I was born on Capitol Hill in Washington DC. My mom, Izetta, was born in Tennessee and raised in Waterford, Virginia. My dad, Charles Irving, was born in a small town outside of Leesburg, Virginia. Most of my aunts and uncles remained in Virginia. We would drive to the country every Sunday and had wonderful Sunday dinners with relatives. My mom would help cook in their big country kitchens. Nothing says comfort like southern food and. . .good ole' hospitality is truly a southern tradition.
This barbecue sauce gets its kick from hot sauce and its smokey smoothness from Kentucky bourbon. I find it
more economical to buy a whole chicken and cut it into 10 pieces (breasts cut
in half, crosswise).
I save the chicken back in a
plastic baggie and freeze it for making chicken stock later.
BBQ Sauce 1 T extra-light
olive oil or grape seed oil
1 yellow onion, finely
2 cloves garlic, minced
1 ½ cups ketchup ¼ cup honey
¼ cup unsulphured molasses
¼ cup apple cider vinegar
¼ cup Worcestershire sauce
¼ cup unsalted butter
3 T brown sugar 2 T prepared yellow mustard 2 T hot sauce, optional
¼ t hickory liquid smoke
½ cup Kentucky Bourbon
1 whole chicken, 3 to 3½
lbs, cut into 10 pieces
Salt and freshly ground
In a small saucepan over
medium heat, add the oil and sauté the onion until soft, about 5 minutes.
Add the garlic and sauté
Stir in the ketchup, honey, molasses, apple cider vinegar, Worcestershire, butter, brown sugar, mustard, hot sauce (if using), hickory smoke, and bourbon.
Bring to a low boil, reduce
heat and simmer for about 20 minutes.
Remove from heat and set
Prepare a grill with
charcoals on both sides with a drip pan in the center.
Season the chicken pieces
to taste with salt and pepper.
Prepare charcoals on each
side of the grill with a drip pan in the center.
Place the chicken pieces,
skin side down, in the center of the grill.
Cover and grill for about
45 minutes, turning the pieces over after 25 minutes.
After chicken has been
grilling for 45 minutes, generously brush the chicken pieces with the sauce and
grill another 5 minutes.
Turn over the pieces and
brush again with sauce and grill another 5 minutes.
The word succotash is derived from the Narraganset Indian word meaning 'broken' or 'fragments'. My mom always made succotash with lima beans, corn, butter, milk, salt, and pepper . . . and that was all. That is still mine and my son, Brandon's favorite way to have it. When you add other vegetables, such as red bell pepper and green beans, it makes a very colorful dish. Succotash became popular during the Great Depression because it was a poor man's staple. A Creole or Cajun version would include okra. Some other recipes include bacon. Make your own version of succotash.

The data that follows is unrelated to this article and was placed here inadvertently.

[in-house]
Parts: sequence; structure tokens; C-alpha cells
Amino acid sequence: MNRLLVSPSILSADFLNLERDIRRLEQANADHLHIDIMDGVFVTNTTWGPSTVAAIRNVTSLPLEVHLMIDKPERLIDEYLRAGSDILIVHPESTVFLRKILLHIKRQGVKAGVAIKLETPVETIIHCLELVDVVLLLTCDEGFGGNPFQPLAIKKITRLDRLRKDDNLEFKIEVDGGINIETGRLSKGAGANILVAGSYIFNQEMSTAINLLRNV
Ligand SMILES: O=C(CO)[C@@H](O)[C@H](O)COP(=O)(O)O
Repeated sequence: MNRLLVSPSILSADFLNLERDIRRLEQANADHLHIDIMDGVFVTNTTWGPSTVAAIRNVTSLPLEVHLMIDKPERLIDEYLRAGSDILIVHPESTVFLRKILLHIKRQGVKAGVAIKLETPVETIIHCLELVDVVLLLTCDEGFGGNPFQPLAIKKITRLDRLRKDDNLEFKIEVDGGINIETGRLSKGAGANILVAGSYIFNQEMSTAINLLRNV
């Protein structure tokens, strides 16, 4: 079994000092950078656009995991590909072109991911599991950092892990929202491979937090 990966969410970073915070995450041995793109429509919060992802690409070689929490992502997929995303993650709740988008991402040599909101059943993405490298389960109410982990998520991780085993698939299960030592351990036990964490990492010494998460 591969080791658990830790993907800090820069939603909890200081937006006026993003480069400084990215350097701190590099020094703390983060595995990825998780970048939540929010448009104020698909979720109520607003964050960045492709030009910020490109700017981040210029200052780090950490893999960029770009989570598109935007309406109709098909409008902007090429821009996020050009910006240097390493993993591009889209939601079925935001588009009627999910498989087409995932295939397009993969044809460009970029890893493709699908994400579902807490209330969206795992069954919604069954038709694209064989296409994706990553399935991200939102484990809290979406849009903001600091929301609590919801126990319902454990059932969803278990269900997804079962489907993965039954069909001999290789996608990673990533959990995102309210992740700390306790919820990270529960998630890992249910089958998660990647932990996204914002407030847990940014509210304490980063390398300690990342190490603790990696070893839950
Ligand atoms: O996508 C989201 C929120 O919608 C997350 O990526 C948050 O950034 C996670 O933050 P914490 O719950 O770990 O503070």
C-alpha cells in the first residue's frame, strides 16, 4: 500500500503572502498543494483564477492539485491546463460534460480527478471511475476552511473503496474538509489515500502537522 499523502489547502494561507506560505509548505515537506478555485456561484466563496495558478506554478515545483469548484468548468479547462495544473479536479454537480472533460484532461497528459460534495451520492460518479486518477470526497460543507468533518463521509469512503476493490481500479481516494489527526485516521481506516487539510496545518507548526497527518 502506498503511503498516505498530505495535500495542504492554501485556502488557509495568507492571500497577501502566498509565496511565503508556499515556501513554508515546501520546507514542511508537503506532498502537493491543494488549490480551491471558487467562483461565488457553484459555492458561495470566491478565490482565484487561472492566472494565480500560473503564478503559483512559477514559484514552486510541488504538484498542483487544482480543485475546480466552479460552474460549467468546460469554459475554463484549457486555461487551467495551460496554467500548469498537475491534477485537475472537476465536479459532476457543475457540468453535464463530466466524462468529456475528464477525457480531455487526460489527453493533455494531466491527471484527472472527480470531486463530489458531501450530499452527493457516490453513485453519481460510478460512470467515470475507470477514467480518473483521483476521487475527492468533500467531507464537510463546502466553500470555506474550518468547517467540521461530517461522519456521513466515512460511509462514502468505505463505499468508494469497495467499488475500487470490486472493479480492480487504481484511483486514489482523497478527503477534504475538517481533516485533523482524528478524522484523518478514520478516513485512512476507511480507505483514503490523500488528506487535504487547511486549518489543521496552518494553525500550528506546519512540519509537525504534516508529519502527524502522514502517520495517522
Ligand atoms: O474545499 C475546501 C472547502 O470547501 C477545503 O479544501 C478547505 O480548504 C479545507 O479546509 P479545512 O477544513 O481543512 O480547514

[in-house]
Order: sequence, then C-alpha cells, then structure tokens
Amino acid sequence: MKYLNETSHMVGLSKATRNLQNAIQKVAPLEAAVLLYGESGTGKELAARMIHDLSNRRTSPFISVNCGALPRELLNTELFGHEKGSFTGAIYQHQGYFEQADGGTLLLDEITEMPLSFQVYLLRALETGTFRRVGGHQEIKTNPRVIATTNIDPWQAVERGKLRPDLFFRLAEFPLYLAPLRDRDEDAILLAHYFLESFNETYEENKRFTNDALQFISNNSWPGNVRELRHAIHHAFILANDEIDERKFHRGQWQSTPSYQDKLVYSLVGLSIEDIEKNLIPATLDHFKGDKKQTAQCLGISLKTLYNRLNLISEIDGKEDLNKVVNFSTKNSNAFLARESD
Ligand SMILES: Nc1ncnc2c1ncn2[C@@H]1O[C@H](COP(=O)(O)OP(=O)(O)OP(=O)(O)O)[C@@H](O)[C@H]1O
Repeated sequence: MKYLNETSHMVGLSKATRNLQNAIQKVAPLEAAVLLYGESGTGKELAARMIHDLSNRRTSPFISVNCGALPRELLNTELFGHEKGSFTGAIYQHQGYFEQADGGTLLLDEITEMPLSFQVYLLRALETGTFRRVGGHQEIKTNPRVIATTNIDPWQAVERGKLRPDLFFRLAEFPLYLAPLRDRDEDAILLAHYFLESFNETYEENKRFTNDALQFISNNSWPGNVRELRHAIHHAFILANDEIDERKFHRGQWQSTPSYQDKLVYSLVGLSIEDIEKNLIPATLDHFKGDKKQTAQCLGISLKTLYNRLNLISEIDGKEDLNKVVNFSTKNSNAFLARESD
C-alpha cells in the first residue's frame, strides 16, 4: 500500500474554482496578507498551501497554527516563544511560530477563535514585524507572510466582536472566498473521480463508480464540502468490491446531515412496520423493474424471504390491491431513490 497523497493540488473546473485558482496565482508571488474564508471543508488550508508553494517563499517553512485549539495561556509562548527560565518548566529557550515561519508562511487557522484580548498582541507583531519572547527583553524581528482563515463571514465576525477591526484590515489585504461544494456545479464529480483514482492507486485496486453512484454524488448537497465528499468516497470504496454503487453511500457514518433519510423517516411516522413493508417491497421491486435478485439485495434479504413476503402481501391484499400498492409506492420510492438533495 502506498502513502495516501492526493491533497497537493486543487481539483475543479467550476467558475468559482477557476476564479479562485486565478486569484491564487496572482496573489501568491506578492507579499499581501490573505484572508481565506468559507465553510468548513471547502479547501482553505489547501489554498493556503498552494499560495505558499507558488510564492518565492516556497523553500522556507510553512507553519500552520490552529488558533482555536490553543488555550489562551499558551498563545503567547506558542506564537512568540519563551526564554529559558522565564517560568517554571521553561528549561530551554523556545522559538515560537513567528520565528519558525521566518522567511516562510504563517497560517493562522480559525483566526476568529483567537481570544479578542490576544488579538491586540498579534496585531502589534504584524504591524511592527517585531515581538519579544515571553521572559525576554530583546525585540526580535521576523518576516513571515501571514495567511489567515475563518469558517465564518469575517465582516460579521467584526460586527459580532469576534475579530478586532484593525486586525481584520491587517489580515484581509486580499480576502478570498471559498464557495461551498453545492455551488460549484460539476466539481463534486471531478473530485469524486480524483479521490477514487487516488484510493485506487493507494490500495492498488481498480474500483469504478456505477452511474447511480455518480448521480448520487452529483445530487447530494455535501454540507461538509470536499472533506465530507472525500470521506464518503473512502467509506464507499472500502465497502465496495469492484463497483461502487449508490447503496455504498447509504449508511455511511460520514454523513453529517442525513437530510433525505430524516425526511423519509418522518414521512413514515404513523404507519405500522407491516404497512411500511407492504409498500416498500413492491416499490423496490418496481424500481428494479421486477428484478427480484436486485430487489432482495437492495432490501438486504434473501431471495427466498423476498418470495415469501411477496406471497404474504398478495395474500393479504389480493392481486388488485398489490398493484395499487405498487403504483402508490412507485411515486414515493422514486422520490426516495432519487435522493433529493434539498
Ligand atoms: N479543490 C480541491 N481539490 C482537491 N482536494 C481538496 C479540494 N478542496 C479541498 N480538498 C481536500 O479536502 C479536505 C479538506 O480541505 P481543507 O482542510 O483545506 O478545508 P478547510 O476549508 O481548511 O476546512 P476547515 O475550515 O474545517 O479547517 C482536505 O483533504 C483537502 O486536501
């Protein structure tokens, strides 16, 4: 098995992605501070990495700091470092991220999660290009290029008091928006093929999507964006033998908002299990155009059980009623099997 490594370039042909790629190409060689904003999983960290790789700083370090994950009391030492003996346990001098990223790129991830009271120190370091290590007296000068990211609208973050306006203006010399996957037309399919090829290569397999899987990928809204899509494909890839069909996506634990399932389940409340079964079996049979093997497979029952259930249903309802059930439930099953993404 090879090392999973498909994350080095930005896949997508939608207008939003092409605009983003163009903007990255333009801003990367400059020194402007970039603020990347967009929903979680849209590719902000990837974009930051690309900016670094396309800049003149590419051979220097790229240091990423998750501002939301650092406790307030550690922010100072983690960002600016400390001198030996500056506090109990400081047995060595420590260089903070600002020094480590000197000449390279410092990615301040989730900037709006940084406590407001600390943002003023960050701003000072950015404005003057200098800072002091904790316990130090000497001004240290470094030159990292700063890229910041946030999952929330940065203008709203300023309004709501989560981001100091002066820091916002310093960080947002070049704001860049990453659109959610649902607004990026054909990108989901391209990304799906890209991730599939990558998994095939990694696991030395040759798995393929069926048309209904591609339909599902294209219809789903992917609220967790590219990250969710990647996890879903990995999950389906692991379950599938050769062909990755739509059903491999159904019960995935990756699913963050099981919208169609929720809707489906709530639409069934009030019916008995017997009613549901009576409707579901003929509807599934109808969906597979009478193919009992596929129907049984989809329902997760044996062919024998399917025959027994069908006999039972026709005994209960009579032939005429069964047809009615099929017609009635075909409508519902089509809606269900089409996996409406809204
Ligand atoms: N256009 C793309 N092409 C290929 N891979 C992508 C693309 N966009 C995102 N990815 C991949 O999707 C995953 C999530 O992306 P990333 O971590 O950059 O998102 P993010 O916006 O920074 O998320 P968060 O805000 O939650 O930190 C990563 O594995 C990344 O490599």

2 t grape seed oil 1 yellow onion, diced 1 red bell pepper, diced Handfull of green beans, diced 2 cloves garlic, minced 3 ears of corn, kernels removed or 3 cups frozen corn, thawed and drained 3 cups frozen lima beans, thawed and drained 1 t fresh thyme leaves ½ t cayenne pepper 2 T unsalted butter 1 cup whole milk Sea salt and finely ground black pepper In a large skillet, heat the oil over medium heat and add the onion, bell pepper, and green beans. Cook for 5 minutes, while stirring. Add the garlic and cook another couple of minutes. Add the corn, lima beans, thyme leaves, and cayenne pepper. Cover with a lid and let simmer 5 minutes. Remove lid and stir in the butter and milk. Season to taste with salt and pepper. Simmer another couple of minutes until heated through. Serves 6
I have been making these delicious hors d'oeuvres for more than 45 years. My daughter always wants these at Christmas time, but they are perfect anytime of the year. You can make them in advance, freeze, and then bake them a few minutes before guests arrive. Shred good quality sharp cheddar cheese with a box grater. Pre-packaged grated cheese contains cellulose (wood pulp) and potato starch.Manufacturers put it in cheese to keep it from clumping.
2 cups shredded yellow sharp cheddar cheese
6 T unsalted butter, softened
1 t paprika
½ t dry mustard
½ t sea salt
1 ¼ cups all-purpose flour
36 to 40 small-size pimento stuffed Manzanilla olives, thoroughly drained
Place the cheese and butter in a mixing bowl and allow softening to room
temperature for about 30 minutes.
Add paprika, dry mustard, and salt.
Slowly stir in the flour.
Mix with a wooden spoon until pieces of cheese disappear and mixture is
smooth and deep yellow in color.
Pinch off small pieces of dough, about a
teaspoon full, and flatten in palm of your hand to a circle about 1 ½ inches in
Place a well-drained olive in center of dough, bringing edges together to
Roll gently between palms of hands.
Place on a baking sheet and refrigerator for 15 minutes.
Meanwhile, preheat oven to 375 degrees F.
Bake for 20 to 25 minutes, or until lightly browned. Serve hot.
Makes 36 to 40
forming cheese and olive balls, they may be frozen for future use.
serve, bake frozen, about 30 minutes.Do
not thaw before baking.